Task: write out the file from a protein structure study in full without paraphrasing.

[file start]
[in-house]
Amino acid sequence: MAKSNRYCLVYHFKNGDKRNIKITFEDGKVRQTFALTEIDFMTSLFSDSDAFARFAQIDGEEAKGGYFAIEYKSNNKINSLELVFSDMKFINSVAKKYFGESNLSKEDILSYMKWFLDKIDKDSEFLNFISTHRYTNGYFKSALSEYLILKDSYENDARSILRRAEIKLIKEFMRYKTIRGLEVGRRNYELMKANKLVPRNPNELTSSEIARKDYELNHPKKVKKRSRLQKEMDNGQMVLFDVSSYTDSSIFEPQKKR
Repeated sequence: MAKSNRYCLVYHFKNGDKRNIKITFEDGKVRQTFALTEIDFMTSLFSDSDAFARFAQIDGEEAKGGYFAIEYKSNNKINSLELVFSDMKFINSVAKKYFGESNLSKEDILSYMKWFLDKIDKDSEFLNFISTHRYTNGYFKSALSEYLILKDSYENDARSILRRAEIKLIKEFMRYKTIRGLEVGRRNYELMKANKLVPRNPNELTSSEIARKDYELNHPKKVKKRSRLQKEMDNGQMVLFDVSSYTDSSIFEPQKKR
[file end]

[in-house]
Amino acid sequence: MAKSNRYCLVYHFKNGDKRNIKITFEDGKVRQTFALTEIDFMTSLFSDSDAFARFAQIDGEEAKGGYFAIEYKSNNKINSLELVFSDMKFINSVAKKYFGESNLSKEDILSYMKWFLDKIDKDSEFLNFISTHRYTNGYFKSALSEYLILKDSYENDARSILRRAEIKLIKEFMRYKTIRGLEVGRRNYELMKANKLVPRNPNELTSSEIARKDYELNHPKKVKKRSRLQKEMDNGQMVLFDVSSYTDSSIFEPQKKR
Repeated sequence: MAKSNRYCLVYHFKNGDKRNIKITFEDGKVRQTFALTEIDFMTSLFSDSDAFARFAQIDGEEAKGGYFAIEYKSNNKINSLELVFSDMKFINSVAKKYFGESNLSKEDILSYMKWFLDKIDKDSEFLNFISTHRYTNGYFKSALSEYLILKDSYENDARSILRRAEIKLIKEFMRYKTIRGLEVGRRNYELMKANKLVPRNPNELTSSEIARKDYELNHPKKVKKRSRLQKEMDNGQMVLFDVSSYTDSSIFEPQKKR